In 1986, we created the Inter-Governmental Authority on Drought and Desertification (IGADD), specifically to address drought and related issues. Ten years later, we decided to broaden the function of IGADD to include development, peace and security. This is the IGAD we have today.
Twenty years have passed and we are still embroiled in how to combat drought or develop our resilience to it.
I have been informed that the droughts have been increasing in severity and frequency over the years and that their impact is exacerbated by the advancing desertification, land degradation, global warming and climate change phenomena.
We are also experiencing recurrent drought cycles in arid and semi-arid areas and increasing likelihood of drought in areas that never used to be prone to drought. In Uganda, we are just recovering from drought which hit most parts of the country. Yet Uganda used to be one of the wettest countries on earth, with some parts having as much as 2500mm of rain per annum.
The other day, I flew over the Rwenzori mountains (5000 metres plus above sea level) that used to have a large sheet of snow cap and glaciers. I saw much smaller snow caps on four of the five peaks that used to have snow.
There was none on the fifth. This phenomenon of climate change is to a large extent man-made. It is a result of lifestyles, pollution from industrialisation, deforestation and others. We are to blame for what is happening due to uncontrolled industrial policies.
But to a greater extent, developed nations are the major polluters and should take responsibility and cut on their emissions. We should collectively demand justice. However, the IGAD countries, including Uganda, are also to blame for the following strategic mistakes:
Delay in industrialisation; inadequate electrification leading to the excessive reliance on the bio-mass for energy (fire-wood); primitive agriculture, on account of low yields and land fragmentation, always requires more land and yet land is not elastic; destruction of the wetlands and forests; and over stocking, causing soil erosion and silting of the water bodies (rivers, wetlands and lakes).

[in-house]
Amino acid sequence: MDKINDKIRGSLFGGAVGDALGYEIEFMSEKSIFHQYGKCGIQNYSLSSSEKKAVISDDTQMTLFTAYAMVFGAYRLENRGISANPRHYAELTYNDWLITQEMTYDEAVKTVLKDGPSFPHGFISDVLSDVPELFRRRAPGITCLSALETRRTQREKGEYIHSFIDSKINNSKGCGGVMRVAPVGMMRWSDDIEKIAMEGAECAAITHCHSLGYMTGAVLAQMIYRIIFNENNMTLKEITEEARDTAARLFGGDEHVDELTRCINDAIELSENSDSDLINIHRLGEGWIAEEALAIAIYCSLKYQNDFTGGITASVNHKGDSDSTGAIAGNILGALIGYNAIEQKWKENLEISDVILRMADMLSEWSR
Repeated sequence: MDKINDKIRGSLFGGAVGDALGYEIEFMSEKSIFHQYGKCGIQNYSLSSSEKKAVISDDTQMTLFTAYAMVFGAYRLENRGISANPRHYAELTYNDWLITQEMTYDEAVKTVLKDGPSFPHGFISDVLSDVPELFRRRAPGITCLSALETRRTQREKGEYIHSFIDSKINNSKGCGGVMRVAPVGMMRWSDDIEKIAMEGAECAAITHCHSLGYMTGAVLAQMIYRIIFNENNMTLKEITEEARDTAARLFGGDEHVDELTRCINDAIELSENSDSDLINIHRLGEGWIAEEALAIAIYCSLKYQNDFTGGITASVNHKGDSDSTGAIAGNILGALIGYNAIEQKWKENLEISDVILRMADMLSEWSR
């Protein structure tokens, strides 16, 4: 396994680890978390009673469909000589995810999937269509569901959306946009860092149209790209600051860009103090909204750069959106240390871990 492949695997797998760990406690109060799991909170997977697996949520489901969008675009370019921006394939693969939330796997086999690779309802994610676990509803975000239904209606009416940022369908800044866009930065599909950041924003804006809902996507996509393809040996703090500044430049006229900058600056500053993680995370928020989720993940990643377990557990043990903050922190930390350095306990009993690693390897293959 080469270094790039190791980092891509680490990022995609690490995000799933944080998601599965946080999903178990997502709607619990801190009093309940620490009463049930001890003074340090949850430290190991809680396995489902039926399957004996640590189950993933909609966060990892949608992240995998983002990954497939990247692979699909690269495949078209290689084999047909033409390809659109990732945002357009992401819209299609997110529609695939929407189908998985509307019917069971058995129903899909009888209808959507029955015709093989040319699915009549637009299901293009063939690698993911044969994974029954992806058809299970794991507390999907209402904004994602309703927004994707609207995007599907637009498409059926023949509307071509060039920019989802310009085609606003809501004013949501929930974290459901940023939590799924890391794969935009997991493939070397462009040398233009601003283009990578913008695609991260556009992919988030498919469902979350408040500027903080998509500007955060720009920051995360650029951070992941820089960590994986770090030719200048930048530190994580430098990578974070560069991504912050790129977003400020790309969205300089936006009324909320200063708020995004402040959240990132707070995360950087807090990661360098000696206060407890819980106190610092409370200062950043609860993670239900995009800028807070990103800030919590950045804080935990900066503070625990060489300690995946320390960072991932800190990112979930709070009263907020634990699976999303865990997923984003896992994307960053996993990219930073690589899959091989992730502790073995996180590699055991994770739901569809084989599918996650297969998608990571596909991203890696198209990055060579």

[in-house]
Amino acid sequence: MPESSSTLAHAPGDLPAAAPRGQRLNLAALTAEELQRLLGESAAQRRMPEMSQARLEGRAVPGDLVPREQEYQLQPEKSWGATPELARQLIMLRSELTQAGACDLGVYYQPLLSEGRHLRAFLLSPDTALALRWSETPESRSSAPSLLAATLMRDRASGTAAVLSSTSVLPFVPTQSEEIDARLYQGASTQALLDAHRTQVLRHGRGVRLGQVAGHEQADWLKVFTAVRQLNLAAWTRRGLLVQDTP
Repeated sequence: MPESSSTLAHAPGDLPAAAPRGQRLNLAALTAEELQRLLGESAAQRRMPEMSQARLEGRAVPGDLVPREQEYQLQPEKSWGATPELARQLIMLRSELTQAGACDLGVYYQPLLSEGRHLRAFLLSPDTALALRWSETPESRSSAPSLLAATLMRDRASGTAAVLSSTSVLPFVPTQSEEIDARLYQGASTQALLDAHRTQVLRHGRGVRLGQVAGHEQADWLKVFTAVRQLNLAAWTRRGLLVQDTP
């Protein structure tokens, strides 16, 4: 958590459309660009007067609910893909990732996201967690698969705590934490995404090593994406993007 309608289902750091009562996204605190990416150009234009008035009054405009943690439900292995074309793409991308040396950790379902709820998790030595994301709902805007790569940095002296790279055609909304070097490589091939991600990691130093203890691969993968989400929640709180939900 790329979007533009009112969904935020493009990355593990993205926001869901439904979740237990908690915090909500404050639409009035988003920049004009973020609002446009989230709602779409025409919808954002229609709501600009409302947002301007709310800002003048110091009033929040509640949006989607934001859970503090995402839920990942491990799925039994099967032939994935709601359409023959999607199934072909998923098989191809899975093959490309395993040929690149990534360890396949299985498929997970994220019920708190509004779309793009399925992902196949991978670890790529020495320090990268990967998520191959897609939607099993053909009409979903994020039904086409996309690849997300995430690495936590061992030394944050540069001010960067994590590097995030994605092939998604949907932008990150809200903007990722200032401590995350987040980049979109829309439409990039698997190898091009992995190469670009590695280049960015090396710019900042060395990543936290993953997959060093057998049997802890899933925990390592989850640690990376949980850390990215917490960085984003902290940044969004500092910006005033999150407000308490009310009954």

The delay of industrialisation means too many people remain in agriculture, which puts a lot of pressure on the land, forcing the peasants to encroach on the forests and wetlands.
As already said, the low level of electrification, means the peasants continue to destroy the biomass for firewood. In Uganda, about 32.8 million cubic metres of wood is destroyed per annum for firewood. The meteorological scientists of Uganda have told us, repeatedly, that destroying the wetlands interferes with the evapotranspiration process that is crucial in rain formation.
They have also told us that while 60 per cent of the rain in Uganda comes from the oceans, 40 per cent is from the local moisture. That is why West Nile has got much more rain than Karamoja, the fact that they are on the same latitude notwithstanding. Apparently, this is thanks to the huge swamps in South Sudan and the forest in Congo.
Therefore, this destruction of the wetlands is real danger to our future. A win-win way to get people out of the wetlands and forests must be found through adequate funding.
Even, the repeated outbreaks of ebola disease is caused, possibly, by people who encroach on the forests where the monkeys and bats live. A fund for the gradual recovery of the wetlands and forests should be set up if we are serious.
This is a matter directly affecting our livelihood and we cannot just look on. On our part, IGAD member states should invest in sustainable affordable energy and infrastructure.
In 2011, the Heads of State and Government of IGAD member states met in Nairobi to address the crisis resulting from drought. We agreed that we should do things differently. This is how the current IGAD Drought Resilience and Sustainability Initiative came into being.
We committed ourselves to enhance development of policy frameworks and supporting practices to ensure improved food security and sustainable livelihoods.
Our greater expertise should be invested in preventing drought by building our resilience to it through: Strengthening early warning mechanisms, capacity building for researchers and institutions, developing adaptive and resilient varieties of crops and livestock, investing in water for production and proscribe all forms of environmental degradation in each of our countries.